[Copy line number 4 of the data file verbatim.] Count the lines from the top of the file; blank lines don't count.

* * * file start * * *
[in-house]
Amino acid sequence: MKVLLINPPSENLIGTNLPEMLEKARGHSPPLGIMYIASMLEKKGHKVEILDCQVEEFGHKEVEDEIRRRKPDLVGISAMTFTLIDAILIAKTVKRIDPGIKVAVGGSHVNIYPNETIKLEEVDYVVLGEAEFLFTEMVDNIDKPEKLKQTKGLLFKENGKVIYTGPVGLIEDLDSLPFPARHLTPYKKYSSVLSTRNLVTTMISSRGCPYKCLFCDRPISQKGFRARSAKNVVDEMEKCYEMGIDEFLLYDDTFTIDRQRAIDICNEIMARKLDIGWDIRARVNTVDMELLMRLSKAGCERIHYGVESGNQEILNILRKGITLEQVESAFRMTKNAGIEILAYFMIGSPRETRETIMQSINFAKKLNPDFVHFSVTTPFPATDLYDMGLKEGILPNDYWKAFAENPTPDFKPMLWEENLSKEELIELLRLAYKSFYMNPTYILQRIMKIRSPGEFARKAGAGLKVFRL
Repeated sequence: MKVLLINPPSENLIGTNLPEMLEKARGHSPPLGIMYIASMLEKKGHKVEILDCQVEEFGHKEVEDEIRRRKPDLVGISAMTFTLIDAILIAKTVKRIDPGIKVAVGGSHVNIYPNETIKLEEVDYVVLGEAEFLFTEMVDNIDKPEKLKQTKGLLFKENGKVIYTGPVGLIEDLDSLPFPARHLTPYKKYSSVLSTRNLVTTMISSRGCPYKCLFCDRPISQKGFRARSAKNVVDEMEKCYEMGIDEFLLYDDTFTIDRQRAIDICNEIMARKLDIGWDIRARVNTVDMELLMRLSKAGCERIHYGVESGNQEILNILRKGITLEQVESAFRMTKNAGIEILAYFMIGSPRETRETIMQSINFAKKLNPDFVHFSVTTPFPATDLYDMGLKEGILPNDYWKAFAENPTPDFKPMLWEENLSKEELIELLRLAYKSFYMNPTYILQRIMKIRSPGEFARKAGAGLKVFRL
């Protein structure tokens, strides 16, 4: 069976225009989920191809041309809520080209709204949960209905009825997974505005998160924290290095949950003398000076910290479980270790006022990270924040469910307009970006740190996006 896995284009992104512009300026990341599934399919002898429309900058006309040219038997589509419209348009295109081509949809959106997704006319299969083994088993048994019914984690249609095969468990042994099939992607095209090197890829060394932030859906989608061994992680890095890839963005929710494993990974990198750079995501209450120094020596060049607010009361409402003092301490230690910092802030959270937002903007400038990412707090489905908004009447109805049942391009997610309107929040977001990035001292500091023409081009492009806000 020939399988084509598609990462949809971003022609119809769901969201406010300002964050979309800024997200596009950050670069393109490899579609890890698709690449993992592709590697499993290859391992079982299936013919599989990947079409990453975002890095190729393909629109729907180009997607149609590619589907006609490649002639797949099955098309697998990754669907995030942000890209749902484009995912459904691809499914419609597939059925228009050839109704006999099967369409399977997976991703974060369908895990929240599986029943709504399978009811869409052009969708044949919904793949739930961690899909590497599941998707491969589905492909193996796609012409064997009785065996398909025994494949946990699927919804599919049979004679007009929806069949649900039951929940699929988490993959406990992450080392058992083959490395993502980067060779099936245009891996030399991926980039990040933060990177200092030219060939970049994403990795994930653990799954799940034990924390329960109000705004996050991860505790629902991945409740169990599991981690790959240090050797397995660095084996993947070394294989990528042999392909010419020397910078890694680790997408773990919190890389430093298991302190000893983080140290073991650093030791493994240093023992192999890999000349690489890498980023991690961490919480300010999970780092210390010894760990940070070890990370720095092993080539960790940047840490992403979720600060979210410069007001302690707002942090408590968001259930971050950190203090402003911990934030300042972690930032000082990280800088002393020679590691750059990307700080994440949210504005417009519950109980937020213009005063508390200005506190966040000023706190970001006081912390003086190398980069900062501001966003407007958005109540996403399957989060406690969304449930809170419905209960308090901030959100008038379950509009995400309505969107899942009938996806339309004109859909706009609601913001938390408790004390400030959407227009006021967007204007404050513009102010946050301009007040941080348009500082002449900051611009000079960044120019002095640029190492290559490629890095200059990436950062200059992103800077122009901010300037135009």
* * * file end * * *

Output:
């Protein structure tokens, strides 16, 4: 069976225009989920191809041309809520080209709204949960209905009825997974505005998160924290290095949950003398000076910290479980270790006022990270924040469910307009970006740190996006 896995284009992104512009300026990341599934399919002898429309900058006309040219038997589509419209348009295109081509949809959106997704006319299969083994088993048994019914984690249609095969468990042994099939992607095209090197890829060394932030859906989608061994992680890095890839963005929710494993990974990198750079995501209450120094020596060049607010009361409402003092301490230690910092802030959270937002903007400038990412707090489905908004009447109805049942391009997610309107929040977001990035001292500091023409081009492009806000 020939399988084509598609990462949809971003022609119809769901969201406010300002964050979309800024997200596009950050670069393109490899579609890890698709690449993992592709590697499993290859391992079982299936013919599989990947079409990453975002890095190729393909629109729907180009997607149609590619589907006609490649002639797949099955098309697998990754669907995030942000890209749902484009995912459904691809499914419609597939059925228009050839109704006999099967369409399977997976991703974060369908895990929240599986029943709504399978009811869409052009969708044949919904793949739930961690899909590497599941998707491969589905492909193996796609012409064997009785065996398909025994494949946990699927919804599919049979004679007009929806069949649900039951929940699929988490993959406990992450080392058992083959490395993502980067060779099936245009891996030399991926980039990040933060990177200092030219060939970049994403990795994930653990799954799940034990924390329960109000705004996050991860505790629902991945409740169990599991981690790959240090050797397995660095084996993947070394294989990528042999392909010419020397910078890694680790997408773990919190890389430093298991302190000893983080140290073991650093030791493994240093023992192999890999000349690489890498980023991690961490919480300010999970780092210390010894760990940070070890990370720095092993080539960790940047840490992403979720600060979210410069007001302690707002942090408590968001259930971050950190203090402003911990934030300042972690930032000082990280800088002393020679590691750059990307700080994440949210504005417009519950109980937020213009005063508390200005506190966040000023706190970001006081912390003086190398980069900062501001966003407007958005109540996403399957989060406690969304449930809170419905209960308090901030959100008038379950509009995400309505969107899942009938996806339309004109859909706009609601913001938390408790004390400030959407227009006021967007204007404050513009102010946050301009007040941080348009500082002449900051611009000079960044120019002095640029190492290559490629890095200059990436950062200059992103800077122009901010300037135009």